An interesting new aspect of GA4 is the deeper integrations with other Google Marketing Platform products like Google Ads. As mentioned earlier, marketers can now build and maintain cross-device audiences from their visitors across their website and app.
Testing and debugging your Analytics setup is very important, although it requires some knowledge of your browser’s Developer Tools, browser extensions or proxies. The new GA4 however, has its own built-in report called DebugView. This report allows you to isolate your real-time data flowing in from your device while testing your code.
GA4 also has enhancements in the area of data governance and GDPR. With improved data deletions capabilities and a preview mode, users can easily comply with deletion and access requests.
In addition, GA4 includes options to help advertisers comply with data regulations such as GDPR and CCPA and also has a consent mode designed for sites that have to obtain end-user consent to collect analytics data.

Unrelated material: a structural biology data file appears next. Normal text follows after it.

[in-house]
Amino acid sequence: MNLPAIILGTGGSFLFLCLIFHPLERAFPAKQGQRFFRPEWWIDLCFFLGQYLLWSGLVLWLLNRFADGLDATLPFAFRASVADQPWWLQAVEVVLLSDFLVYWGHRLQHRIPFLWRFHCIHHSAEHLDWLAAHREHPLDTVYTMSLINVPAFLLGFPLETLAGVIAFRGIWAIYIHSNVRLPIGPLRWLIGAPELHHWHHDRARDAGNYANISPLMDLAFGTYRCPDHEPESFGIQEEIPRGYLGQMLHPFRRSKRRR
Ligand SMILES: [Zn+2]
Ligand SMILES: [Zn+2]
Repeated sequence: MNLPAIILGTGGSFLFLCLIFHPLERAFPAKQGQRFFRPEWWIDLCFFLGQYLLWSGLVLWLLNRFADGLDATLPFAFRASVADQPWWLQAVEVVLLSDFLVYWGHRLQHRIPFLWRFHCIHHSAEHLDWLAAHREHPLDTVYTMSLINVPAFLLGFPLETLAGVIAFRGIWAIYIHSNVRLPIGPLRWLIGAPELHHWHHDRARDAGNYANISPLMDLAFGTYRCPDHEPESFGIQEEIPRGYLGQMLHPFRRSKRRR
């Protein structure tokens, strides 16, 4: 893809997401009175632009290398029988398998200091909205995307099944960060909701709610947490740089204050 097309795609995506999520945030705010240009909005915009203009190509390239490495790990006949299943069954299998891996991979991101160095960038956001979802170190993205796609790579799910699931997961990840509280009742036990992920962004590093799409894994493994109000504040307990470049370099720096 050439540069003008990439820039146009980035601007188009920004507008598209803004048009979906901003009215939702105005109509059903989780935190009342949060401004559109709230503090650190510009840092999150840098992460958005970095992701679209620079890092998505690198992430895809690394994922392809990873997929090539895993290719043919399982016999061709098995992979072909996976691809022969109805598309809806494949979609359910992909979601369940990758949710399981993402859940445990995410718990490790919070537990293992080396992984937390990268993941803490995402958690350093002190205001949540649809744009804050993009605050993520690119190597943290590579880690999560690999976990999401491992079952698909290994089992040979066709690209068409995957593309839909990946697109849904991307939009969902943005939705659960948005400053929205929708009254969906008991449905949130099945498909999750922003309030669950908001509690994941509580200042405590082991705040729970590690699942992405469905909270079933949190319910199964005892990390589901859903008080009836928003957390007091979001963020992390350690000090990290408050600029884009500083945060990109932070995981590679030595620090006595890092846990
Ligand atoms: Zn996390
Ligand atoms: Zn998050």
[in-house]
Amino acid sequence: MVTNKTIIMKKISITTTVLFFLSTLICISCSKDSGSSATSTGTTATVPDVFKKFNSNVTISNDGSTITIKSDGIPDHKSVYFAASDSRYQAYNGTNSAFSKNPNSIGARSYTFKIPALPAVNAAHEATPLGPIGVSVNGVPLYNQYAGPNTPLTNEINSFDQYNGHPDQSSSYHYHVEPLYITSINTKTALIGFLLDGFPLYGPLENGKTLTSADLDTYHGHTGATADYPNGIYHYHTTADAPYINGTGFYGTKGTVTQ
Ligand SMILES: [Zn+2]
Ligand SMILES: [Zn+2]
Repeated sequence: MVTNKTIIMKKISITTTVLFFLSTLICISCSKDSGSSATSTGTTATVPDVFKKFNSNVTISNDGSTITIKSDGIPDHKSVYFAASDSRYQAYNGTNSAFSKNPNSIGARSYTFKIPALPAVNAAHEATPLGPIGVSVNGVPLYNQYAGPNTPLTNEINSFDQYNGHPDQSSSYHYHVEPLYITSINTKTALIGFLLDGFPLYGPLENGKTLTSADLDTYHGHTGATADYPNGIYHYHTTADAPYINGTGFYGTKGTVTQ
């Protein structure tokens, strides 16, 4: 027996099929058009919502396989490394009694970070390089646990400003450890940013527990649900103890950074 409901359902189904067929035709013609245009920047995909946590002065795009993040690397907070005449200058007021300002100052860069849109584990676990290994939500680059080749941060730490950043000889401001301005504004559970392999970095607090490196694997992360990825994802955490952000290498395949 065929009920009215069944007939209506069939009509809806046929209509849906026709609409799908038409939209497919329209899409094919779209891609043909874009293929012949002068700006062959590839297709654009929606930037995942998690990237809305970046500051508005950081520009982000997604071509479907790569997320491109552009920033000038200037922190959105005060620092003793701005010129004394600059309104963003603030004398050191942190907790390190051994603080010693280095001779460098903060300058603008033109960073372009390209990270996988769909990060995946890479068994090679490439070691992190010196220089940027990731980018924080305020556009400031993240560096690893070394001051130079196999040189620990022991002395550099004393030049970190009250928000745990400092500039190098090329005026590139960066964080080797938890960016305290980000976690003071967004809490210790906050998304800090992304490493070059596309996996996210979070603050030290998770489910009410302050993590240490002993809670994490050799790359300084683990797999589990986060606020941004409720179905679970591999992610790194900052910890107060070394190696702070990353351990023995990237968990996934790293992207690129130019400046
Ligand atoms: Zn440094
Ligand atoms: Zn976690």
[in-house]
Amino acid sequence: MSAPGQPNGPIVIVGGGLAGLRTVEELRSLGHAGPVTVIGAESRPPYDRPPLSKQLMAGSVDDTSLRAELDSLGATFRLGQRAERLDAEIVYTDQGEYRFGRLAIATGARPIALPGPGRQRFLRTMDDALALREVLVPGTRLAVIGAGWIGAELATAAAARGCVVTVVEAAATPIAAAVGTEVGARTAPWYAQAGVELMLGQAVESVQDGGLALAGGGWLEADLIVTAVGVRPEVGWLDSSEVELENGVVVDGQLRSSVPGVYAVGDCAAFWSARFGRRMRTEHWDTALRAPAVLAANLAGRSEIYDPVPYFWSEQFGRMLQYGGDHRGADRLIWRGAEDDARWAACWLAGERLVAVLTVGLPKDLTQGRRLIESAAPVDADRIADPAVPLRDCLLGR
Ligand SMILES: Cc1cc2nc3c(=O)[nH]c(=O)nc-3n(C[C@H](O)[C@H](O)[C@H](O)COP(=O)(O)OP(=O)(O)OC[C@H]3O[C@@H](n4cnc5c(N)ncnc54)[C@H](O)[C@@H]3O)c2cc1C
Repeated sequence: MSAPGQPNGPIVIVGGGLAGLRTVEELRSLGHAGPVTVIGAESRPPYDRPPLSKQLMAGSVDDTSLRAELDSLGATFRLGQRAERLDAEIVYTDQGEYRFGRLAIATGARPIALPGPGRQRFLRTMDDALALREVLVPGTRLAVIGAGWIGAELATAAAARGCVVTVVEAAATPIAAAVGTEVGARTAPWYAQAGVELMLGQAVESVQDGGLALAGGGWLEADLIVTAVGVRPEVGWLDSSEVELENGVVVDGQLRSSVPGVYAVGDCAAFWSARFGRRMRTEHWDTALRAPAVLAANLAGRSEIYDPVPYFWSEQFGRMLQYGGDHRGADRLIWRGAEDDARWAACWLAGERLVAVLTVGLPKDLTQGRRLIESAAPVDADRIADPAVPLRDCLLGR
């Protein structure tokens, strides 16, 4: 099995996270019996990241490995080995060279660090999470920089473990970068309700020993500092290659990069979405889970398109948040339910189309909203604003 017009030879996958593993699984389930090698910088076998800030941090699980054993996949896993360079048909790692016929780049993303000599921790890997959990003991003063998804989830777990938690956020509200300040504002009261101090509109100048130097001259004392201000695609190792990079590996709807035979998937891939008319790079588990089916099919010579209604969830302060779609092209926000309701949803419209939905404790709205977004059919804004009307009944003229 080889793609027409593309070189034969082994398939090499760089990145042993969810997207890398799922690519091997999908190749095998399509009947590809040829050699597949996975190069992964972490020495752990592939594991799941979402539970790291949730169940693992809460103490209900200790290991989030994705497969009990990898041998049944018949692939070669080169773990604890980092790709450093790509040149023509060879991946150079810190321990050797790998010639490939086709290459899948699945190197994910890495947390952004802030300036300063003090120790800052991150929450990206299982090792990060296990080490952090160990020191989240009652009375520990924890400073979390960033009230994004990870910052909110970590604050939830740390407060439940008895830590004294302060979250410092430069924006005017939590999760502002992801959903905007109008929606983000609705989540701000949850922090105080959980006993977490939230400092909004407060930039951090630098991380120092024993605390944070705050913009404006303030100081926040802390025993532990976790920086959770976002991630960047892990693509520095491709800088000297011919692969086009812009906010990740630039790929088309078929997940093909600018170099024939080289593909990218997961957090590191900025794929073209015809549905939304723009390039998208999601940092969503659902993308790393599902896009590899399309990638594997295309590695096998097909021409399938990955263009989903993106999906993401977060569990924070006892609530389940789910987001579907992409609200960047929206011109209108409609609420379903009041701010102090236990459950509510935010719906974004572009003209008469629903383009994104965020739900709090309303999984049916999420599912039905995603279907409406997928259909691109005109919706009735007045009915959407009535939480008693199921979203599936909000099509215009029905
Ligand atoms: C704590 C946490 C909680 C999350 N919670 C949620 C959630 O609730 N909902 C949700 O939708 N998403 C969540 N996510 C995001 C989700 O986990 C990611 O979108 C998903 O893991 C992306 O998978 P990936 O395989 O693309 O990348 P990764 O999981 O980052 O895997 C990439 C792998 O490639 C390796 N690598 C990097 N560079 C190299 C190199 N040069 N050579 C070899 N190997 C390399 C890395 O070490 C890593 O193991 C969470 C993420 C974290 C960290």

Should I migrate to GA4?
All these innovations may feel overwhelming at first. Some default reports you use have been removed or replaced, popular dimensions and metrics such as Medium and Bounces are no longer available and the migration to the new setup can look scary and requires a new process for designing your implementation and adding a tag (In an upcoming blog post we’ll guide you through the setup of GA4).
However, we highly recommend you to create a GA4 property alongside your current Universal Analytics properties at first. This will allow you to start collecting data (and collect a back history of data), explore the new Google Analytics and benefit from the latest innovations as they become available while keeping your current implementation intact.
Prepare for the future, start today.